There is a new rush to the Klondike these days as inflated prices make it worth-while once more for miners to dig for gold by the mountain creeks of the Yukon Territory.
There are Yukoners who liken the modern excitement to the great Klondike gold rush of 1897 and 1898. But they have not read their history very well. Statistics can be marshalled to prove that the amount of land claimed or the value of the gold mined is greater now than it was then. But there is little now of the almost insane frenzy that drove tens of thousands of men north at the turn of the century.
The modern Klondike gold rush is in the hands of a few hundred miners who depend on bulldozers instead of pans and shovels, and there is a businesslike steadiness to it all.
Yet, it is hard not to think of the old rush when meeting the miners of the new. The traces of the past are still strong and romantic.
Hermann Liedtke, a 42-year-old German-born Canadian with a bushy beard and kindly, almost merry eyes, drank rum and Cokes one night in the Sluice Box Lounge of the El Dorado Hotel. "I work 14 hours a day, seven days a week," he said, "and I come here once a week to phone my wife in Whitehorse and tie one on."
He started mining for gold in the Klondike in 1971, the same year that the United States released gold from its fixed price of $35 an ounce and allowed it to float on the market.
"In those days," he said, "I can tell you exactly how many miners we had. In all of the Klondike, there were 40 and I knew every one. Now, I hesitate to say, because there are so many I do not know. But I would say now there are 300." Liedtke was obviously only counting the independent operators, not the workers mining for bigger organizations.
"We had bad times," he went on. "But we toughed it out. Now, this year, I'm not ashamed to tell you that I have made a quarter of million dollars. How big is a quarter of a million dollars in gold?" He put two cigarette packs on top of each other. "Not even as much as that."
"Tell them," he said with a pleased smile, "that you met one of the authentic ones." Then he added philosophically and mischievously, "working out here toughens you up and makes you wicked."
At the coffee shop of the Lucky Inn one morning, Jerry Duguay, a full-faced, part-indian trapper and miner, pointed to several young people at other tables. "You see those young kids," he said. "They've all come up here because they've heard they can make their fortunes. You know how many are going to make any money?" He paused. "Out of 100," he said deliberately, "none."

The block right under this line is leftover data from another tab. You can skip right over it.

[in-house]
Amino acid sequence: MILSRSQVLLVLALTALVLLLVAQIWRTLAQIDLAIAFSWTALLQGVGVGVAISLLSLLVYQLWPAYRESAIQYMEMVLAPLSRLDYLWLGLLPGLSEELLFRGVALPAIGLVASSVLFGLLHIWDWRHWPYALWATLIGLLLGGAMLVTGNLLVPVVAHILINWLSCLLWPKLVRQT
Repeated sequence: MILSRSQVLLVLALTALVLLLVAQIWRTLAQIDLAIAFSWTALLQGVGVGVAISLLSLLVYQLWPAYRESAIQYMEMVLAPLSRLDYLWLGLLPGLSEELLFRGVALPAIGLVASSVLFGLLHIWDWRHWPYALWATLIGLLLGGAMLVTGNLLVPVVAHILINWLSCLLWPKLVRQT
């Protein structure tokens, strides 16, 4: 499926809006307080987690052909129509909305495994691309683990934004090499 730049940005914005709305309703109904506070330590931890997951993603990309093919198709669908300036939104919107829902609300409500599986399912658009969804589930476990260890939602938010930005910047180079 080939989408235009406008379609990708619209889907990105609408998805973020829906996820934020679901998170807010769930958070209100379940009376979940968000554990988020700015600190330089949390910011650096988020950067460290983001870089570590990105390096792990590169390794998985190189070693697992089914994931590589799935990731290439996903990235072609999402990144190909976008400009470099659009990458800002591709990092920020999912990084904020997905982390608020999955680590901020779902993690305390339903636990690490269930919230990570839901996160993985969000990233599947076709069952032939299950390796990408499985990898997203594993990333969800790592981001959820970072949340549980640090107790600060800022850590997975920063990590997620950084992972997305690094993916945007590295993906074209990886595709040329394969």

Duguay had a miner's tale of woe. He had intended to file his claim at the mining recorder's office in the post office that morning, but he had no money. He said his $6,000 worth of travelers' checks, which he had bought after selling gold, were missing, and it would take a few weeks to replace them.
"Did you see that guy next to me on the plane?" he said. "He and I got drunk together. I'll bet he took the checks because he wants to tell me that he'll loan me what I need if I give him a share of my claim." The story, is it were about bags of gold dust instead of travelers' checks, could have come out of 1898.
For most of this century, few miners bothered with the gold that was left from the 1980s rush. In all of 1971, miners staked only 84 new claims in the Klondike, bringing the total number of claims to 940. But in the last year alone, miners staked 2,164 new claims, a figure that may be topped this year. There are now almost, 7,000 claims in the hands of miners. The total land claimed is a bit more than all the land that was staked in 1899 under 18,000 claims.
The activity has strained the cramped offices of the federal government's mining recorder in Dawson City. "There's always so much pressure," said David Jennings, the 33-year-old recorder, "and you're always far behind."